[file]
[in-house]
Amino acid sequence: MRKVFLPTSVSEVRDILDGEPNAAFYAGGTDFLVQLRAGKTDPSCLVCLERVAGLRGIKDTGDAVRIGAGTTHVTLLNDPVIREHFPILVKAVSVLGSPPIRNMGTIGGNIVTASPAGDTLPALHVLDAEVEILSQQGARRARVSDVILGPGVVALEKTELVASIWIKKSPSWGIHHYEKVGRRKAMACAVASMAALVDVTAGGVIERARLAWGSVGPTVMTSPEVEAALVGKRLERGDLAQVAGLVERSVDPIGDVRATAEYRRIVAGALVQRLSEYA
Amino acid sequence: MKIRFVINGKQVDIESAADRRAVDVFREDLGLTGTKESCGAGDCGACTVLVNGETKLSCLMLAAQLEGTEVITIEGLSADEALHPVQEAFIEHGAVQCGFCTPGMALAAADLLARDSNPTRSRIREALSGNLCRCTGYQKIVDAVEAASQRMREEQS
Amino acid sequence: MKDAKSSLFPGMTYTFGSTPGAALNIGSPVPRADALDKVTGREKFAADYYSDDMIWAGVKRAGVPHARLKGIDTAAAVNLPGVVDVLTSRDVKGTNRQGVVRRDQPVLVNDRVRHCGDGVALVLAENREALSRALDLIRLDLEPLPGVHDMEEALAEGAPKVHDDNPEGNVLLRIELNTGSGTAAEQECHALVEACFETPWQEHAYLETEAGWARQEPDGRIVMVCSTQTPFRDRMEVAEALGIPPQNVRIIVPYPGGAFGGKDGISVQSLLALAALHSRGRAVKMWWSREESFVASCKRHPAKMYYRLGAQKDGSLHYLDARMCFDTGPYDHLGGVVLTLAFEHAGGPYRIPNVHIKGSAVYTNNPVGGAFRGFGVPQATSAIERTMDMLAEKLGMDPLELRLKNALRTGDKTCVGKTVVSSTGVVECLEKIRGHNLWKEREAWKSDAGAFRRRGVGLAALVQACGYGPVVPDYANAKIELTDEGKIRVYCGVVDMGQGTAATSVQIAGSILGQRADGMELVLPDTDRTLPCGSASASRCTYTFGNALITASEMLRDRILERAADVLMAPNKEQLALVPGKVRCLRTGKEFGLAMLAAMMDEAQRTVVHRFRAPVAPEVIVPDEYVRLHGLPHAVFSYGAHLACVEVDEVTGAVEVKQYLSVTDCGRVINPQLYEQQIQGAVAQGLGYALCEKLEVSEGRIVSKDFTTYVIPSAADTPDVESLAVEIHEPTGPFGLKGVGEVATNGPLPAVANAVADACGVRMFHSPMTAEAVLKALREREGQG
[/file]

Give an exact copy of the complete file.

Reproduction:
[in-house]
Amino acid sequence: MRKVFLPTSVSEVRDILDGEPNAAFYAGGTDFLVQLRAGKTDPSCLVCLERVAGLRGIKDTGDAVRIGAGTTHVTLLNDPVIREHFPILVKAVSVLGSPPIRNMGTIGGNIVTASPAGDTLPALHVLDAEVEILSQQGARRARVSDVILGPGVVALEKTELVASIWIKKSPSWGIHHYEKVGRRKAMACAVASMAALVDVTAGGVIERARLAWGSVGPTVMTSPEVEAALVGKRLERGDLAQVAGLVERSVDPIGDVRATAEYRRIVAGALVQRLSEYA
Amino acid sequence: MKIRFVINGKQVDIESAADRRAVDVFREDLGLTGTKESCGAGDCGACTVLVNGETKLSCLMLAAQLEGTEVITIEGLSADEALHPVQEAFIEHGAVQCGFCTPGMALAAADLLARDSNPTRSRIREALSGNLCRCTGYQKIVDAVEAASQRMREEQS
Amino acid sequence: MKDAKSSLFPGMTYTFGSTPGAALNIGSPVPRADALDKVTGREKFAADYYSDDMIWAGVKRAGVPHARLKGIDTAAAVNLPGVVDVLTSRDVKGTNRQGVVRRDQPVLVNDRVRHCGDGVALVLAENREALSRALDLIRLDLEPLPGVHDMEEALAEGAPKVHDDNPEGNVLLRIELNTGSGTAAEQECHALVEACFETPWQEHAYLETEAGWARQEPDGRIVMVCSTQTPFRDRMEVAEALGIPPQNVRIIVPYPGGAFGGKDGISVQSLLALAALHSRGRAVKMWWSREESFVASCKRHPAKMYYRLGAQKDGSLHYLDARMCFDTGPYDHLGGVVLTLAFEHAGGPYRIPNVHIKGSAVYTNNPVGGAFRGFGVPQATSAIERTMDMLAEKLGMDPLELRLKNALRTGDKTCVGKTVVSSTGVVECLEKIRGHNLWKEREAWKSDAGAFRRRGVGLAALVQACGYGPVVPDYANAKIELTDEGKIRVYCGVVDMGQGTAATSVQIAGSILGQRADGMELVLPDTDRTLPCGSASASRCTYTFGNALITASEMLRDRILERAADVLMAPNKEQLALVPGKVRCLRTGKEFGLAMLAAMMDEAQRTVVHRFRAPVAPEVIVPDEYVRLHGLPHAVFSYGAHLACVEVDEVTGAVEVKQYLSVTDCGRVINPQLYEQQIQGAVAQGLGYALCEKLEVSEGRIVSKDFTTYVIPSAADTPDVESLAVEIHEPTGPFGLKGVGEVATNGPLPAVANAVADACGVRMFHSPMTAEAVLKALREREGQG